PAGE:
Metrobot combines an excellent local search engine with a unique graphical interface that makes it easy to locate businesses in a dozen major U.S. cities.
Metrobot is unlike any other local search service I’ve tried. The interface is simple, allowing you to search by business name, type, or address. But search results look dramatically different than those shown by any other local search service.
Metrobot CEO Geoff Campbell says that “Metrobot combines elements of a map, search engine, and online yellow pages resulting in a richer interface than can be found in any of these applications by themselves.”
Rather than taking the usual approach to local search, pairing yellow page type directory listings with cartographic maps, Metrobot simplifies things by displaying “roads” in a straightened and aligned manner with businesses appearing on either side.
Street names are hyperlinked, allowing you to virtually “stroll” up or down a street, checking out the names of nearby businesses as you go.
For example, a search for 1335 Avenue of the Americas in New York displays a representation of the street, correctly associating the New York Hilton with the address.
Three blocks of Avenue of the Americas are displayed, between west 53rd and 56th streets. Anyone attending the upcoming Search Engine Strategies conference in March will be delighted to see that there’s Starbuck’s Coffee shop less than half a block away.
Each of the streets shown is linked, and clicking the link lets you “turn” on to that street. For example, turning “right” on west 53rd street shows the blocks between Avenue of the Americas and Park Avenue. Scrolling to the top of this map and clicking on the east 53rd street link lets you continue your virtual journey east, showing the blocks between Park Avenue and west 2nd street on 53rd. You can traverse all of Manhattan (or any of the other cities in Metrobot’s index) this way.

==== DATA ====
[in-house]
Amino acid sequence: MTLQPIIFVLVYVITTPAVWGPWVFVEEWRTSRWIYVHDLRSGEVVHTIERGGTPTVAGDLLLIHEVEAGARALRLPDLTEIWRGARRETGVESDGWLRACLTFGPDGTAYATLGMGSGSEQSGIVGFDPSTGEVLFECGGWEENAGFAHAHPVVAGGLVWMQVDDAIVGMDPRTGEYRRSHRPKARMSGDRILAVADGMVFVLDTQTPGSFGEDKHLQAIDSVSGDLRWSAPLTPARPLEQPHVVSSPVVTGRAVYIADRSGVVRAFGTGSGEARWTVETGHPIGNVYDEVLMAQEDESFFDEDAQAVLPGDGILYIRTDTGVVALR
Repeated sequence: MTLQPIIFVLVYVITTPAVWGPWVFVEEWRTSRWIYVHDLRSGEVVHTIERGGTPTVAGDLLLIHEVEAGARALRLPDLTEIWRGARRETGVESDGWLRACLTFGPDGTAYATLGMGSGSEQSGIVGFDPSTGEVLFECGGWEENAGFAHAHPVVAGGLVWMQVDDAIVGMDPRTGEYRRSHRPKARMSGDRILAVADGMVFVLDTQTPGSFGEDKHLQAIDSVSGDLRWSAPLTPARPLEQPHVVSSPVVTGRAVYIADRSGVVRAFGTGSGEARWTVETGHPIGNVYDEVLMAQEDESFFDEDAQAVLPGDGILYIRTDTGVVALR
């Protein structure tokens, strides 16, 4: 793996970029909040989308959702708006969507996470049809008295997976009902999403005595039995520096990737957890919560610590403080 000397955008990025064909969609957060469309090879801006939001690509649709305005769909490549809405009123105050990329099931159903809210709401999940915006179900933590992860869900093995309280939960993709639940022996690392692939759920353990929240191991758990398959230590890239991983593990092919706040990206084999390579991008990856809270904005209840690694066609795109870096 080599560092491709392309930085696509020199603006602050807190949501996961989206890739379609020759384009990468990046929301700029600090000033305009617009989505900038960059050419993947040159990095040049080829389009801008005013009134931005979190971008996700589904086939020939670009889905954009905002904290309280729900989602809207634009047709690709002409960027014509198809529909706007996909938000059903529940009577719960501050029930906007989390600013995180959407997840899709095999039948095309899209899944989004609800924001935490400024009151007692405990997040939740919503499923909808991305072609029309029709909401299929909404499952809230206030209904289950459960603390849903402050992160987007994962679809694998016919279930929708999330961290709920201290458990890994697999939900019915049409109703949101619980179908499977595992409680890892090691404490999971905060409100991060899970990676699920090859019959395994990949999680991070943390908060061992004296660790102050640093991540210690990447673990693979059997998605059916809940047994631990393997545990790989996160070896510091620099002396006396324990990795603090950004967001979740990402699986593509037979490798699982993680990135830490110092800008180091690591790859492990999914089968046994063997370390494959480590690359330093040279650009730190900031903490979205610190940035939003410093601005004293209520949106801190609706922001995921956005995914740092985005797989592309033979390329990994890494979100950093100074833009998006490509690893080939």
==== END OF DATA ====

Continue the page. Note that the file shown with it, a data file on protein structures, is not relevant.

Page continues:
In short, it’s an easy and fun way to “explore” a city’s businesses, just by clicking hyperlinked streets. The interface was designed with mobile users in mind, and if you use the service with an internet enabled phone or handheld device, you can set your preferences to display a 160 pixel width map — perfect for those small screens.
Once you’ve found a business of interest, clicking the numeric address next to a business displays its address, phone number and type of business. If the business has a web site, direct links that site are also provided.
Additional program features allow users or business owners to access a calendar of events, a multi-topic forum, or a chat room associated with each business or location depicted on the road network.
As Metrobot attracts a larger user base, Campbell plans to sell contextual ads to businesses. Ads appear in Metrobot street maps, at the top of the list of search results (when searching by business name or type), as well as on the directory listing page for each business.
Ads are currently free to business owners — all you need to is become a registered user of Metrobot and place the ad.
Registering also provides benefits for Metrobot users. For example, there’s a tracking feature that lets friends or co-workers locate you as you move through a particular city.
Currently available cities include New York City, San Francisco, Boston, Chicago, San Jose, Seattle, Washington DC, Los Angeles, Tucson, Denver and Las Vegas, with additional cities on the way. Gotham, a virtual version of New York City, is available for game oriented users who wish to run their own virtual businesses and interact with other Gotham inhabitants.
And Campbell plans to expand coverage this year. “I have recently begun collecting data for businesses in the western U.S.,” he says. “I intend to include these states in their entirety. I don’t have an estimated time of completion for this region but am hopeful that it won’t take too long.”
Metrobot is one of the most useful specialized search services I’ve seen in a long while. It also shows how thinking outside of the (search) box can lead to a creative yet incredibly useful solution to the local search problem all of the major search engines are throwing a lot of resources at. Here’s hoping they all take a close look at what Metrobot has to offer.
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